A Chelsea Concerto – Francis Favell – A Furrowed Middlebrow book

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Here is the first book that I have read from the reprint series from Furrowed Middlebrow. I was approached to review it in ebook form, which does affect my reading of it, and explains why I can only use this image that someone else has supplied. But I really found it an amazing book, so different from the other accounts of the Blitz in London that I have read.

Firstly, despite the fact that this book was written several years after the events described, this does not read like a novel. The Narrator records her own experiences in the order they happened, in all the confusion and muddle of a developing situation. This gives an immediacy to the text and an importance to such little things as the French design of a tin hat as well as the death of a friend that it usually found in a diary. That is not to say that the book is lacking characters; the obsessions of tragic Ruth and the solid dependable Mrs. Feetch are only two of the people who come to life in this book. The fear of destruction written about so movingly in the first part of the book is in contrast with the writer’s apparent optimism for much of the book’s progress, but it is never far away as every building becomes a target. Churches, hospitals and of course homes are destroyed, and the sense of helplessness as the water supply is cut off and help cannot get through is very vivid. There are nightmare images that Favell witnessed and experiences that she endured which make this a grim read in places; this is not fiction in any sense, but distilled horror of war.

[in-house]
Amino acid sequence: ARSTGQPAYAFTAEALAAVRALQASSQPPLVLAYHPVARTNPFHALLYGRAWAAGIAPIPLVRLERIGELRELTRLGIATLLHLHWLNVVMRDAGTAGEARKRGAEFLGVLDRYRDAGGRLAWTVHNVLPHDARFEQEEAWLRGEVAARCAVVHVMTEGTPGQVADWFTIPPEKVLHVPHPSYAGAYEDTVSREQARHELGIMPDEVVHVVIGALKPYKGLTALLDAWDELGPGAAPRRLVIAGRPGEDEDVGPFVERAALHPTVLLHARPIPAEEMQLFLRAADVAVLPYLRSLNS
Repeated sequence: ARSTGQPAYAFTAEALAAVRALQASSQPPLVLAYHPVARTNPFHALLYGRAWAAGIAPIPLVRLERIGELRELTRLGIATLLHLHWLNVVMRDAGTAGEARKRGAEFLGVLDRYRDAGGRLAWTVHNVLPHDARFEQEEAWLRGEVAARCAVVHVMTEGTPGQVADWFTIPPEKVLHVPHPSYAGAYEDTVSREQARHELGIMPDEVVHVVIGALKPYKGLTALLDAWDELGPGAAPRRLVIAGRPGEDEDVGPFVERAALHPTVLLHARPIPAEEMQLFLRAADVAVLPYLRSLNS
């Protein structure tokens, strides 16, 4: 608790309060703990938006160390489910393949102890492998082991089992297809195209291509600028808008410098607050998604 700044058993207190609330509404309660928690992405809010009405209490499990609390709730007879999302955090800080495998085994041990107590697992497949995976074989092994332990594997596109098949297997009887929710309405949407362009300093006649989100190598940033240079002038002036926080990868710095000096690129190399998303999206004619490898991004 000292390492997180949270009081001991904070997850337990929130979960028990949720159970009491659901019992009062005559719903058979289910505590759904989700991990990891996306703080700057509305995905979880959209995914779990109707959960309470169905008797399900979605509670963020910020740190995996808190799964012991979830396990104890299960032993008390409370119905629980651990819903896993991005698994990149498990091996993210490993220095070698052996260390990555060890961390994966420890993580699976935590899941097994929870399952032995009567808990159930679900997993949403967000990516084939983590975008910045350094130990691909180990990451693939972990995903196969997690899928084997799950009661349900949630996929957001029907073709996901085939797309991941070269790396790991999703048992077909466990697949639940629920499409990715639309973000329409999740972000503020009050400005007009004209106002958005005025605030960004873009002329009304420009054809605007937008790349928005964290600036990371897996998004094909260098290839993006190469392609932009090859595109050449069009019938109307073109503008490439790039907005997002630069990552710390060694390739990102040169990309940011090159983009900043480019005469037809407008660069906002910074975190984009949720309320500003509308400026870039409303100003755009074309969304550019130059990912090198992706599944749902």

Having said this, this can be a funny and endearing book as Favell also recounts her experiences with the local characters, like old soldiers determined to help even though they are in their eighties, and a patient travelling in an ambulance who  is greatly comforted by a detailed account of the scenery going past, only to discover that the speaker could not actually see out of the window. There are shards of hope and love even if life is brief and troubled. Favell’s voluntary work meant that she effectively looked after a group of Flemish refugees, who are described as real individuals, real people who argue and fight, but who also stand together in their suffering. “The Giant” is described as a real man, trapped by his temper as well as forces beyond his control.  I was also struck by the reality of Catherine whose life story is tragic, yet she battles on with the support of Frances and others.

This book is an illustration of the fact that numbers of dead and injured mean little to the reader compared with the stories of real people, real lives and loves. Yes, much of this book is sad, but the survival of the human spirit makes real the story of the blitz in London and in many other cities throughout this country and others. As someone who has read quite widely in the fact and fiction of this period, I really appreciated the opportunity to read this otherwise rare book, and I look forward to many other Furrowed Middlebrow reprints.